May 13 — your child growing up

Friday, May 13 “Young as she is, the stuff

Of her life is a great cargo, and some of it heavy”

Which is more challenging? to notice beauty, delicate, stirring wonder . . .  and then to go to the beauty . . . and then to stand still in the beauty?
or it is more challenging? to notice grief, wrenching, . . .  and then to go to the grief . . . and then to stand still in the grief?
or more challenging? to notice fear, . . .  and then  to go to the fear . . . and then to stand still in the fear?
or more challenging? to notice joy, that wants to open me deep down . . .  and then to go to the joy . . . and then to stand still in the joy?

Strong poems raise these kinds of questions, re-open us into our capacity for depth and inner attention.  I think that is why we read poems, are happy when we’ve taken time to give a poem access to our inner selves.  I think that is why people write poems too.   Perhaps like today’s poet, Richard Wilbur, standing as a parent where many hundreds of this list’s readers have stood, standing in a place that a celibate like myself has stood too.  Is this a poem about parenting or about beauty, grief, fear, and joy?   Strong either/or questions always invite the same answer, “yes.”

Have a great weekend.

john st sj

Today’s post   “The writer” Richard Wilbur, 1921

A good friend read Wednesday poem “To a daughter leaving home” and wrote this to me:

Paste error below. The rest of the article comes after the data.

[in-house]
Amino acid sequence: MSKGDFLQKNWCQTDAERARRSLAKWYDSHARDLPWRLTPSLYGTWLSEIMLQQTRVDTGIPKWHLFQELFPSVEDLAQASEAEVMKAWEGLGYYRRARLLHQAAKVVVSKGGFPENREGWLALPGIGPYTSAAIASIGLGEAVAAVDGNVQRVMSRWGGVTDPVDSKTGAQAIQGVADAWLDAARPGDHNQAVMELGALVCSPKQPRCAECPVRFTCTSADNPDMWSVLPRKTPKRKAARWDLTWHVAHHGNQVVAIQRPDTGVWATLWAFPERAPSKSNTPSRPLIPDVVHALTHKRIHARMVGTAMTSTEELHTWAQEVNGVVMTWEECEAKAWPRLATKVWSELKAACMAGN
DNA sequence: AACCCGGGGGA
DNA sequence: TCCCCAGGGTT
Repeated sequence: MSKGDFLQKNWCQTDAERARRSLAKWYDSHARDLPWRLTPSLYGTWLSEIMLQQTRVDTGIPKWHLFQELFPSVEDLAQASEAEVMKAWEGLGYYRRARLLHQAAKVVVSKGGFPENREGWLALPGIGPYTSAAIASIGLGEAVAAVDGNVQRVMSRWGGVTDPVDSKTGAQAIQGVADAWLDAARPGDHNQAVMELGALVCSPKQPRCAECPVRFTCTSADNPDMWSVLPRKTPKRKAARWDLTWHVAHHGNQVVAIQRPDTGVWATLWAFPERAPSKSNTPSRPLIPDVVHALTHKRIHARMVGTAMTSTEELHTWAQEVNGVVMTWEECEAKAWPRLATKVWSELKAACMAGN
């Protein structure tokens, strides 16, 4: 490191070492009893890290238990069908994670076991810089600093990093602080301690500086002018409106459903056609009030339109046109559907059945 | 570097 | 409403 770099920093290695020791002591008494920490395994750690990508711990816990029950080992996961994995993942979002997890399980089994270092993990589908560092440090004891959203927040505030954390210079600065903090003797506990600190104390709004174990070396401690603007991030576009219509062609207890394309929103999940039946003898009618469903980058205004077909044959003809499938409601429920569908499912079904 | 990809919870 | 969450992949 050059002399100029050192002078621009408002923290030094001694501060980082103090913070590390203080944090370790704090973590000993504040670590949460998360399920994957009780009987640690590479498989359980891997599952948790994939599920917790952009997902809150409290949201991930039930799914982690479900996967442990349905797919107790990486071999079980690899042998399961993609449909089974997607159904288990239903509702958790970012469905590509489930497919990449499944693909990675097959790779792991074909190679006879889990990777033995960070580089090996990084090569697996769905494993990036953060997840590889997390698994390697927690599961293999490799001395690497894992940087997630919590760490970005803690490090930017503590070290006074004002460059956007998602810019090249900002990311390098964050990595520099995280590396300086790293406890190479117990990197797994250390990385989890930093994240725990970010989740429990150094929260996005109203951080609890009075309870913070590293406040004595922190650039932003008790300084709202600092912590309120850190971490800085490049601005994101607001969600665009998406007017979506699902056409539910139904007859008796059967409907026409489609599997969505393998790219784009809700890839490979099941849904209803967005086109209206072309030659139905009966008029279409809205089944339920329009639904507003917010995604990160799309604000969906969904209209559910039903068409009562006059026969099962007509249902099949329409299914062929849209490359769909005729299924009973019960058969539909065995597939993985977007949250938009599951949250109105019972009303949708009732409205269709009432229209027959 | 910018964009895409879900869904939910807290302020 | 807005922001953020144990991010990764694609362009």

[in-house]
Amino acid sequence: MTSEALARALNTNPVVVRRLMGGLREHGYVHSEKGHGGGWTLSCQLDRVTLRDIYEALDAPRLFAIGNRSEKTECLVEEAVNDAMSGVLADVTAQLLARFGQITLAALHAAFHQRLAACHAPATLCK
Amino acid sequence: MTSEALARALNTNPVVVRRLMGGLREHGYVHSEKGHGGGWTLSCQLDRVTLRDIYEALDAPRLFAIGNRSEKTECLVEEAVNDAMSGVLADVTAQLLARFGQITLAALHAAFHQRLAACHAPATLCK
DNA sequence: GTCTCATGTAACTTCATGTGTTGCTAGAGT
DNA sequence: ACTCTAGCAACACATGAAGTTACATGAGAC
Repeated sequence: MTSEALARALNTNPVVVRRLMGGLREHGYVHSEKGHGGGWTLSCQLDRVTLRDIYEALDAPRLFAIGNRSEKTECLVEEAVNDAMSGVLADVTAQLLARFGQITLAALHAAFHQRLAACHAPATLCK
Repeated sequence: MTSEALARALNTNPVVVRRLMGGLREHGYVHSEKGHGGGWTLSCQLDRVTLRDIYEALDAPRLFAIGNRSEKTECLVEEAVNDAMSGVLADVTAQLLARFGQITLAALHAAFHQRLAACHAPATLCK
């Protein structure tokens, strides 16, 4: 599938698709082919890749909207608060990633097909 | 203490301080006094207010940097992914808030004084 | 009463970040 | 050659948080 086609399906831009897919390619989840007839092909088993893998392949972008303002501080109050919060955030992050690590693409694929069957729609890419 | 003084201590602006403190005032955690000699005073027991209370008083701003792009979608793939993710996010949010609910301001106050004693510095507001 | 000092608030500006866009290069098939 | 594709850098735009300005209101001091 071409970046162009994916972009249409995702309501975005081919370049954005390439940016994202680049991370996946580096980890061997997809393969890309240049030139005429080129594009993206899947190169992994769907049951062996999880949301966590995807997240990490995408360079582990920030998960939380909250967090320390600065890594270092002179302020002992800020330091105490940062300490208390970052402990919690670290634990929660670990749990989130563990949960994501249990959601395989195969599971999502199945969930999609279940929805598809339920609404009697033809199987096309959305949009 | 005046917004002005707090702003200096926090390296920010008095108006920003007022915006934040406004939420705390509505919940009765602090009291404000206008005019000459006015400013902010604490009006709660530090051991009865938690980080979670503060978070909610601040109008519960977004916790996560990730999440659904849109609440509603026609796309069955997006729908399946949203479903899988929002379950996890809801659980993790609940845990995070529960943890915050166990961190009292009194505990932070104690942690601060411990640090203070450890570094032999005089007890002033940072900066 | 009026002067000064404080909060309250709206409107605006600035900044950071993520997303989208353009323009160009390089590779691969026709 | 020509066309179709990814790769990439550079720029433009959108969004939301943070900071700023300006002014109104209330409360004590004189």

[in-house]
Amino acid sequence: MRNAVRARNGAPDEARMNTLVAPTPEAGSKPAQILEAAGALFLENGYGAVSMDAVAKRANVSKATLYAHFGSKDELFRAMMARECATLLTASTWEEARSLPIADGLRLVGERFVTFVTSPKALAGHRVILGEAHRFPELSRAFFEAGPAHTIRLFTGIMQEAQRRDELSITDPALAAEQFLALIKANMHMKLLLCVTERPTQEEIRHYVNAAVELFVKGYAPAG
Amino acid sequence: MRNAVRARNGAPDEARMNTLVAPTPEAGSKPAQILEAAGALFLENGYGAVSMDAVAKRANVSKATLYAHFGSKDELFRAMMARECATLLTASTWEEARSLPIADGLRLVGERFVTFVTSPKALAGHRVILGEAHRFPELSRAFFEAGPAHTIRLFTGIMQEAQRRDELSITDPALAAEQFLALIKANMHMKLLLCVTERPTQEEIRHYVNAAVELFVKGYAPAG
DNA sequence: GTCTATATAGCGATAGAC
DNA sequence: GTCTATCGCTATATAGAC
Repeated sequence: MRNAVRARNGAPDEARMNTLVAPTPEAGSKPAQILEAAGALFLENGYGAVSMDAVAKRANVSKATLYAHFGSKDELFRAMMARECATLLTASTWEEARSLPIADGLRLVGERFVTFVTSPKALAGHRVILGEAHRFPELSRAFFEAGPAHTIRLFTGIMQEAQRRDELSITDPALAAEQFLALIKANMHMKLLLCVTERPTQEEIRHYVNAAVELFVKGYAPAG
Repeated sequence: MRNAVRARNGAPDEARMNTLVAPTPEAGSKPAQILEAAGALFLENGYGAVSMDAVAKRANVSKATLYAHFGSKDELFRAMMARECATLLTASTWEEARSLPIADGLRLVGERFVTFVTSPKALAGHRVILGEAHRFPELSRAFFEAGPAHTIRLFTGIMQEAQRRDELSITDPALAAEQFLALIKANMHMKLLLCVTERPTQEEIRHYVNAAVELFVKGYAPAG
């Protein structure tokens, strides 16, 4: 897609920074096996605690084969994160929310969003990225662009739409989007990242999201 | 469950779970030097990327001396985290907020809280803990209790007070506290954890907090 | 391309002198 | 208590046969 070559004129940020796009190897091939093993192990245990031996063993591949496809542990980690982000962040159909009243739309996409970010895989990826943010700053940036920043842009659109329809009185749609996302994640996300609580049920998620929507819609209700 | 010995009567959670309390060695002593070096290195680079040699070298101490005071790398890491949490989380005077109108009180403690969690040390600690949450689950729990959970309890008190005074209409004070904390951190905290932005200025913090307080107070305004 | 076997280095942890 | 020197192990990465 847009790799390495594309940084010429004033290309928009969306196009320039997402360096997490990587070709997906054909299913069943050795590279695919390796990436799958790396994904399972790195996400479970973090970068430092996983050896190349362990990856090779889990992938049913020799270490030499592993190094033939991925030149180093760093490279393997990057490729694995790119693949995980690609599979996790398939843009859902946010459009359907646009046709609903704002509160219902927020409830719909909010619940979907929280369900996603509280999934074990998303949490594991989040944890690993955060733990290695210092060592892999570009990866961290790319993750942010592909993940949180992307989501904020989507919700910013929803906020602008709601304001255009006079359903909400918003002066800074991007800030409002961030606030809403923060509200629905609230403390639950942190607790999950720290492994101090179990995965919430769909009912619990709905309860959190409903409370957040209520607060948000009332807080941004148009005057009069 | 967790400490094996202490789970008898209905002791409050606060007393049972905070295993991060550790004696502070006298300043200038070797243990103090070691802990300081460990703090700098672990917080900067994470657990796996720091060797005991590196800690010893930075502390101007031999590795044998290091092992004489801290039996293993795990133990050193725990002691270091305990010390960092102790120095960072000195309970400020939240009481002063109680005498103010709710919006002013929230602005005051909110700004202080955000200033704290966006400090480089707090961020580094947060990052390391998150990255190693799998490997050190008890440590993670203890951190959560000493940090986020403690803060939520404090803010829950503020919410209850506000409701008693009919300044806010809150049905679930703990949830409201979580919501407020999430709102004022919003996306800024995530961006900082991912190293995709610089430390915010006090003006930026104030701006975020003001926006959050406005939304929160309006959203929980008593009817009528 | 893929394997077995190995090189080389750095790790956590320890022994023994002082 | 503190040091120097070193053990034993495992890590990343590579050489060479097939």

“I also want to thank you for the marvelous poems and commentary.  I’m so glad to be a part of your blog.  Apropos of today’s poem ‘To A Daughter Leaving Home,’ the most moving poem I know on a similar theme is Richard Wilbur’s, The Writer.”

“The Writer”  Richard Wilbur

In her room at the prow of the house
Where light breaks, and the windows are tossed with linden,
My daughter is writing a story.

I pause in the stairwell, hearing
From her shut door a commotion of typewriter-keys
Like a chain hauled over a gunwale.

Young as she is, the stuff
Of her life is a great cargo, and some of it heavy:
I wish her a lucky passage.

But now it is she who pauses,
As if to reject my thought and its easy figure.
A stillness greatens, in which

The whole house seems to be thinking,
And then she is at it again with a bunched clamor
Of strokes, and again is silent.

I remember the dazed starling
Which was trapped in that very room, two years ago;
How we stole in, lifted a sash

And retreated, not to affright it;
And how for a helpless hour, through the crack of the door,
We watched the sleek, wild, dark

And iridescent creature
Batter against the brilliance, drop like a glove
To the hard floor, or the desk-top,

And wait then, humped and bloody,
For the wits to try it again; and how our spirits
Rose when, suddenly sure,

It lifted off from a chair-back,
Beating a smooth course for the right window
And clearing the sill of the world.

It is always a matter, my darling,
Of life or death, as I had forgotten. I wish
What I wished you before, but harder.

     richard wilbur  March 1, 1921  –

 

About Wilbur’s poems, one reviewer for The Washington Post said, “Throughout his career Wilbur has shown, within the compass of his classicism, enviable variety. His poems describe fountains and fire trucks, grasshoppers and toads, European cities and country pleasures. All of them are easy to read, while being suffused with an astonishing verbal music and a compacted thoughtfulness that invite sustained reflection.”  {poets.org}

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